Monday, January 12, 2009

One L

What a relief to be a student again, particularly in San Diego!

In the summer of 2000, my family and I settled in the community of Ocean Beach and I began preparing for my first year of law school (or "One L"). The first thing I did upon arrival was to buy a mountain bike, which I used to commute to school each day.

With few exceptions, for the next three years I'd wear shorts and t-shirts every day. Hard to beat that.

As for law school itself, for better and for worse, it wasn't what I had expected. On the bright side, I found the experience nothing like the brutal experience described by Scott Turow in his classic memoir of his first year at Harvard Law: One L. That's probably because I didn't go to Harvard, and because my personal disposition was a little more laid back than Scott's was when he started school.

At the outset, I had decided to treat law school like a job. I kept bankers' hours (and not lawyers' hours). Typically, I got to school around 9 a.m. and left by 4:30 or 5 p.m. I didn't do weekends and didn't do homework. I either got my work done during the day or I didn't do it. The only exception being the end of each semester, when I studied for final exams.

On the downside, I didn't find my first year of law school as stimulating as I had hoped. I was learning a lot, no doubt, but I had imagined law school as a place to debate the great issues of the day -- for example, Bush v. Gore. In this I was disappointed. There was too much material to cover and most of my classmates just didn't seem interested in much else.

As it turned out, the most provocative, intellectually demanding, and influential books I read during my three-year law school career were esoteric: Sri Aurobindo's Essays on the Gita, Synthesis of Yoga, and his magnum opus The Life Divine. If I were to identify a canon of my spiritual life, then these books, along with Autobiography of a Yogi, The Gospel of Sri Ramakrishna, Isherwood's My Guru and His Disciple (and post-law school, Aurobindo's Savitri) would be it.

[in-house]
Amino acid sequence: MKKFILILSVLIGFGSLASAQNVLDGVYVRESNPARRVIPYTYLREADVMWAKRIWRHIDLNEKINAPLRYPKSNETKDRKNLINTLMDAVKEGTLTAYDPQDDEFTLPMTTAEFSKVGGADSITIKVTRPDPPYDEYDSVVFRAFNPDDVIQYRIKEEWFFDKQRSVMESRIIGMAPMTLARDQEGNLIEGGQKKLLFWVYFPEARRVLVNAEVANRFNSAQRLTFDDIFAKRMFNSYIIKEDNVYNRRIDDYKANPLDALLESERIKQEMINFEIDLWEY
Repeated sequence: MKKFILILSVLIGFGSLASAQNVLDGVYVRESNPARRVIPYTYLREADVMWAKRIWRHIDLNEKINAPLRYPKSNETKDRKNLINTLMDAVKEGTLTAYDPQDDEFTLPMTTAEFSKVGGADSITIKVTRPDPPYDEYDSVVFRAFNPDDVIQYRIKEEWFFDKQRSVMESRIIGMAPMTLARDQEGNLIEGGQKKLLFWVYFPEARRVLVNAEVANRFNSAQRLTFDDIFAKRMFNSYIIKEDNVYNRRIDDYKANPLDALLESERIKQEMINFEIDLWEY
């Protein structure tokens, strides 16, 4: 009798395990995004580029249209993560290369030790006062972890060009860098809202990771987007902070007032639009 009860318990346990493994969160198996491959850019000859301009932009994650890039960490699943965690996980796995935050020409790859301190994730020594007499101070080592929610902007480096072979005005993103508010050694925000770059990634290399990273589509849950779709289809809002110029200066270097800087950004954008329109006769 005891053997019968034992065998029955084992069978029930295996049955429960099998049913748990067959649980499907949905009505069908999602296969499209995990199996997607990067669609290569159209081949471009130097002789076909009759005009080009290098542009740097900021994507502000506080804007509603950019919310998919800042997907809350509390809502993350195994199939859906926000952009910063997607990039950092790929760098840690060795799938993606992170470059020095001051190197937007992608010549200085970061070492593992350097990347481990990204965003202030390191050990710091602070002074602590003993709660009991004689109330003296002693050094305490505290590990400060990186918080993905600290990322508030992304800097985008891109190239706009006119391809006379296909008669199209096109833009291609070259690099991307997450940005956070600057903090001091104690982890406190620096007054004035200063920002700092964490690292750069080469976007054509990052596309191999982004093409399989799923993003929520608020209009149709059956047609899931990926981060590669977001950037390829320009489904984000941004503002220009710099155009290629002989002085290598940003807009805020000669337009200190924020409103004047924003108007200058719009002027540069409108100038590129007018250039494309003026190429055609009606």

I can't do justice to these books in this simple post -- each rightly deserves an entire blog site of its own. But, the message I took home is crystallized in the short quote I've inserted just beneath the title of this blog site: "All life is Yoga."

To me, that had become true. I no longer distinguished between the "inner life" and the "outer life," between the "spiritual" and the "worldly" as I once had done in the Center. Those distinctions carried implicit value judgments -- "spiritual" was good, "worldly" was bad. Whatever their earlier value, such distinctions no longer had any utility for me.

With the advent of my law school career, I began the process of not only integrating the disparate members of my psyche -- body, life force, mind, and psychic -- but also of synthesizing myself with the world at large. The motto "All life is Yoga" -- and the underlying canon of Sri Aurobindo supporting it -- was key to that process of mine, which spanned my three years in school.

Interestingly, law school made Sri Aurobindo's works -- particularly The Life Divine -- accessible to me. Studying law the American way, using the casebook method, requires law students to read thousands of pages of obtuse, jargon-heavy, and at times complicated legal opinion and reasoning. That was exactly the kind of training it took for me to be able to read and follow Sri Aurobindo's tightly reasoned explication of the occult process and purpose of the human experiment.

During the summer break after my first year of law school, I spent six weeks interning for the local public defender's office, the highlight of which -- for a first-year law student anyway -- came every Friday, when I took an active role in felony arraignment. Arraignment is typically a criminal defendant's first appearance in court, at which time he or she usually enters a plea of not guilty.

The court then decides whether to remand the defendant into custody, set bail, or (rarely) to release the defendant on his or her own recognisance (i.e., without having to post any bail at all). Along with my fellow student interns, my job was to interview defendants being held in custody in a small, oppressively hot cell just beside the courtroom. The cell, which measured about 15 feet deep by ten feet wide, usually held ten to 15 defendants wearing orange jumpsuits inside.

The defendants were hot, tired, and stressed. Most had been in custody at least a day and had not showered. None had lawyers and we were sent in to get basic information about them, which might aid in lowering their bail requirement. For example, if you have a job, a family, and a house, it's assumed that you are less likely to go on the lam if released, thus your bail is likely to be lower.

The sheriff's deputies, who controlled the prisoners in and around the courthouse, got a kick out of locking us frightened looking law students in the cell (and then ignoring our banging on the door to be let out once the interviews were complete). It was a good experience for me though. Working for the public defender gave me a practical opportunity to, among other things, work though and eliminate my subtle prejudices. With that, my first year of law school was complete.

Before I began my second year classes, though, I decided to make a trip to New York. It was Nirbachita's birthday and I figured that she needed a morale boost.

2 comments:

Anonymous said...

Go on the Lam, not on the Lamb.

Y. said...

"Lam" -- thank you, good catch.